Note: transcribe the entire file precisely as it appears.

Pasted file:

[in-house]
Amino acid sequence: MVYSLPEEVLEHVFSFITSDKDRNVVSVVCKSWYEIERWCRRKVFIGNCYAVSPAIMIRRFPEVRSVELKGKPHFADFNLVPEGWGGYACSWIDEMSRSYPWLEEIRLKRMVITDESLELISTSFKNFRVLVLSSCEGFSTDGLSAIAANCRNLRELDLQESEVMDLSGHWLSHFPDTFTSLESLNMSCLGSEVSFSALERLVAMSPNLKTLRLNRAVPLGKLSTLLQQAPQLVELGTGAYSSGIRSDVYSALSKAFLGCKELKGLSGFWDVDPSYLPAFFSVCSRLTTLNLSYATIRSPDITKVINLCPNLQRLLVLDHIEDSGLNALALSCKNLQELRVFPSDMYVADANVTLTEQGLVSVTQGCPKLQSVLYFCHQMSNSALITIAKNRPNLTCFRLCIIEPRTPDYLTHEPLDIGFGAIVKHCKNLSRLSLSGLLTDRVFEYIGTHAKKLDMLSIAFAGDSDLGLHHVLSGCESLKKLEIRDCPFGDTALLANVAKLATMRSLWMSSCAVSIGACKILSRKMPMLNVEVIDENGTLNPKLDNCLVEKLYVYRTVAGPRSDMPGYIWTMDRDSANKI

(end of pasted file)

[in-house]
Amino acid sequence: MVYSLPEEVLEHVFSFITSDKDRNVVSVVCKSWYEIERWCRRKVFIGNCYAVSPAIMIRRFPEVRSVELKGKPHFADFNLVPEGWGGYACSWIDEMSRSYPWLEEIRLKRMVITDESLELISTSFKNFRVLVLSSCEGFSTDGLSAIAANCRNLRELDLQESEVMDLSGHWLSHFPDTFTSLESLNMSCLGSEVSFSALERLVAMSPNLKTLRLNRAVPLGKLSTLLQQAPQLVELGTGAYSSGIRSDVYSALSKAFLGCKELKGLSGFWDVDPSYLPAFFSVCSRLTTLNLSYATIRSPDITKVINLCPNLQRLLVLDHIEDSGLNALALSCKNLQELRVFPSDMYVADANVTLTEQGLVSVTQGCPKLQSVLYFCHQMSNSALITIAKNRPNLTCFRLCIIEPRTPDYLTHEPLDIGFGAIVKHCKNLSRLSLSGLLTDRVFEYIGTHAKKLDMLSIAFAGDSDLGLHHVLSGCESLKKLEIRDCPFGDTALLANVAKLATMRSLWMSSCAVSIGACKILSRKMPMLNVEVIDENGTLNPKLDNCLVEKLYVYRTVAGPRSDMPGYIWTMDRDSANKI